Here you’ll find so many different locations to pause, eat, drink and watch the game you needn’t sit in your seat at all and some fans never do. At the Red Porch, a restaurant open to all ticket holders, they carry beer on tap from around the country…like Dogfish from Delaware, Bell’s Kalamazoo Stout from Michigan and Flying Dog Old Scratch Amber from Maryland to mention a few. With different food from the rest of the park, this sit-down menu has everything from Bacon Blue Cheese Burgers and Quesadillas to Chinese Chicken Salad and Jerk Chicken Wings.

Not to miss dessert our adventure took us onward to two DC faves, Gifford’s Ice Cream and Edy’s Grand Ice Cream stands for a sweet treat. We both loved the park’s, made in Italy and shipped over fresh, Italian gelati. “One mocha chocolate chip, one strawberry, please.” Later we kept our cool with frozen lemonade. It just couldn’t get any better.

Kid verdict: a lot of lip-smacking, barbeque sauce finger licking, more than a few “Oh yeah, that’s what I’m talking about!” responses, juicy-cool refreshing fruit snack smiles and a big thumbs up for all the food. By the way, the Nats crushed their opponents that day…9-2.

A big gear change, later in the week, had me dining at Raw Silk, a new King Street Indian restaurant, which I have mentioned here before, but not with a review of the food. Although I wouldn’t describe this as cutting-edge Indian cuisine it has all the requisite dishes plus a few surprises done very nicely and I do recommend you try it.

We were off to a rousing start with the best Samosas I have ever had and a simple Paneer Pakora, a rennet-free cheese that is dipped in chickpea batter and fried. Perfect with cocktails. Papri Chat, a sort of bread salad made with chick peas, potatoes, tomatoes and Indian spices and laced with a homemade chutney was crunchy, lemony, spicy and very refreshing. You can get the starters in a threesome combination and that way you can try out a few different ones.

I asked for chutneys to be served with our dinner and they brought a lovely selection but reluctantly. I have never worked out why Indian restaurants don’t promote their chutneys more. They are the most intriguing and complex condiments whose ingredients and preparations vary greatly, in a nice way, from place to place. This evening featured a Cilantro Chutney, cool, tart and refreshing and a spicy Tamarind Chutney that was sweet, slightly smoky tasting and well balanced. A bit of refreshing cucumber, mint and cilantro Raita was offered too.

Belly Dancer Mina at Raw Silk

Belly Dancer Mina at Raw Silk

Curries arrived along with belly dancer, Mina, who performed her traditional gyrations intoxicatingly up and down the aisles while swathed in red silk and jingling seductively. We enjoyed a brilliant Lamb Korma (we nearly came to blows over sharing this one…so fabulous was it), Chicken Tikka Masala with its haunting garam masala, and Shahi Paneer, the smooth cheese in a cream and tomato curry sauce. All were served in charming copper pails with brass handles and with rice on the side.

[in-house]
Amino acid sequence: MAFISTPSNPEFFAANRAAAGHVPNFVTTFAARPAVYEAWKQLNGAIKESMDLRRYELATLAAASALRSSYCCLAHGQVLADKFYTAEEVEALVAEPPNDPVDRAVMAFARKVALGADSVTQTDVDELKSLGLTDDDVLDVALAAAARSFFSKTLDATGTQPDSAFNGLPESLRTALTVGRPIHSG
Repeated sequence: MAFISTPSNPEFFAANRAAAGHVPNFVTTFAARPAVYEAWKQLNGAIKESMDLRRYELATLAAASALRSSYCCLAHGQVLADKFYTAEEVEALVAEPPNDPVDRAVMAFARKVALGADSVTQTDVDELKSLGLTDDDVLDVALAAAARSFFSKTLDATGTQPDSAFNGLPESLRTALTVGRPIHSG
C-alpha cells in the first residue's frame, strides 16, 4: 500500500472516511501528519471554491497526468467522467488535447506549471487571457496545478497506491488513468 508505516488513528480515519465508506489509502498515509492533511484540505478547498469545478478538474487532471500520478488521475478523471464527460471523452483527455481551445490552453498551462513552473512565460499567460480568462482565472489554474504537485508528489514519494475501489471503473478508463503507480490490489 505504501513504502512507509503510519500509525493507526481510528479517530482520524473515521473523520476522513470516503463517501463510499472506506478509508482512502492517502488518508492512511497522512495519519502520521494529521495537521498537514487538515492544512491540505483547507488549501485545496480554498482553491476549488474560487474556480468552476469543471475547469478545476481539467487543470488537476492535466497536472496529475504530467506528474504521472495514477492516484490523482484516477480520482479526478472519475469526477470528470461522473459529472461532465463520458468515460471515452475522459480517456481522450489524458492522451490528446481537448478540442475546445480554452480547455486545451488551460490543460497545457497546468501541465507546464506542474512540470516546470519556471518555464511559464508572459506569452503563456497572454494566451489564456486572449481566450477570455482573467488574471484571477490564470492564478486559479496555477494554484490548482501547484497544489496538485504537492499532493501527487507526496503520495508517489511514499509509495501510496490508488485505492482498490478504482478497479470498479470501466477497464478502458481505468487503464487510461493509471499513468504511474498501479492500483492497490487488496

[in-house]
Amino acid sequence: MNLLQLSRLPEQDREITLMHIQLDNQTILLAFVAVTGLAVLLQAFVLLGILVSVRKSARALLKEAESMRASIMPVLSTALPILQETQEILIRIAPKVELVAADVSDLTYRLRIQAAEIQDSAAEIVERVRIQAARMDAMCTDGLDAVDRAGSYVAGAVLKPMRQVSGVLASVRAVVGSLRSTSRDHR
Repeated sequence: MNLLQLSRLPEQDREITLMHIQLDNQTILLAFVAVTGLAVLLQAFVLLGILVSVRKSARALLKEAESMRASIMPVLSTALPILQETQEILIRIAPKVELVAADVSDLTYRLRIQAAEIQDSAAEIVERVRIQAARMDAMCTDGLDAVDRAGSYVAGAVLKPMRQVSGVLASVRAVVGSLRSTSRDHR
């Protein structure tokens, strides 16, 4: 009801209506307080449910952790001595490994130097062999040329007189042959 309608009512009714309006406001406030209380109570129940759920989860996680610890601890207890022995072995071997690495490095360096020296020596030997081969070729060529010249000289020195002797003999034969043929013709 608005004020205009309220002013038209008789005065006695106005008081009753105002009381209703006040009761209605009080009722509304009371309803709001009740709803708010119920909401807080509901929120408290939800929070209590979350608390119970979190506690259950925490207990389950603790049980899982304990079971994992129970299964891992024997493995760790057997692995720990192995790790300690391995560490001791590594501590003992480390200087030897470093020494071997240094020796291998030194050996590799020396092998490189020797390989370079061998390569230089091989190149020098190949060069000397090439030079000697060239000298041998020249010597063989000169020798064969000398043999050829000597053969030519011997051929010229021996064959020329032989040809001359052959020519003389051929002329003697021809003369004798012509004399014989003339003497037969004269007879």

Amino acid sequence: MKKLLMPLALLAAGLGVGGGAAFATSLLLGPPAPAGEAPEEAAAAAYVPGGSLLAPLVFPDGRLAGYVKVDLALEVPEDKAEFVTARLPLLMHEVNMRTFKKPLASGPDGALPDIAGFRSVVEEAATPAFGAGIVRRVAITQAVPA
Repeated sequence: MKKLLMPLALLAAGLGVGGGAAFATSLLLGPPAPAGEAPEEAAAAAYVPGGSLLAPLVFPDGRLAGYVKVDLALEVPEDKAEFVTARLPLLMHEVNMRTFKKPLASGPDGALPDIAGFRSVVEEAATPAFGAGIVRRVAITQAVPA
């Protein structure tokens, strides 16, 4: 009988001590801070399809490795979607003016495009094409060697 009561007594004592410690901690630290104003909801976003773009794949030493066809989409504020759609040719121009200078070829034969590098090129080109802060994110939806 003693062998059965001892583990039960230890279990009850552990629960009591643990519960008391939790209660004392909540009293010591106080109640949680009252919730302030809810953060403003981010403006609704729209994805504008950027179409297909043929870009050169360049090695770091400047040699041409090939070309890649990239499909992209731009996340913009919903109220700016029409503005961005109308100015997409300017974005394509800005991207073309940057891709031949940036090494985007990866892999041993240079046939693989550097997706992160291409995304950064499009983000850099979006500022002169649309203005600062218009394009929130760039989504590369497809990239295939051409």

Shrimp Biryani, however, was very disappointing. As my favorite Indian entrée I have had this dish prepared all over the Washington Metro area, yet never in this fashion. In a dish where the rice is traditionally cooked separately from the other ingredients, I was unprepared for what was an uninteresting and thoughtless mash of rice, cooked with tomato sauce or paste, with some vegetables thrown in and a few small un-spiced flavorless shrimp. Where were the cloves, cinnamon, bay leaves, saffron, black cardamom seeds and other bright, lively flavors this dish is noted for? Why was the rice stuck together, soft and mushy, instead of individual grains separated by what should have been a pre-saute with ghee and finished with a golden crackling crust of rice to top it off? I hope they better this dish soon.

I always order Onion Kulcha but here, this too, was a disappointment as it lacked the smoky flame-cooked finish of the fiery clay oven and seemed merely warmed, the onions tasting nearly raw.

The desserts are typical teeth-shattering Indian sweets. The Gulab Jamun is a shock to the system. Diabetics stay away. This is an ambulance call. Mango Kulfi, I was assured is made from fresh mangoes. Nonetheless it did not in any way taste as though it had met a fresh fruit and came off like a bad Creamsicle. The Rice Pudding, “kheer” as you may know it, was tasty enough, but with a soupy consistency, a new style of preparation for me, and I sorely missed the creamy version with a rosewater infusion and chopped pistachio nut topping I am more familiar with.

There is, however, much else to commend in this exotic setting with its entertainment, cozy lounge area, late night service and pretty décor. If a few small changes could be made and a bit more confidence and creativity come out of the kitchen, this restaurant would be better rounded. But in its first few months of operation it is still a welcome addition to the King Street scene.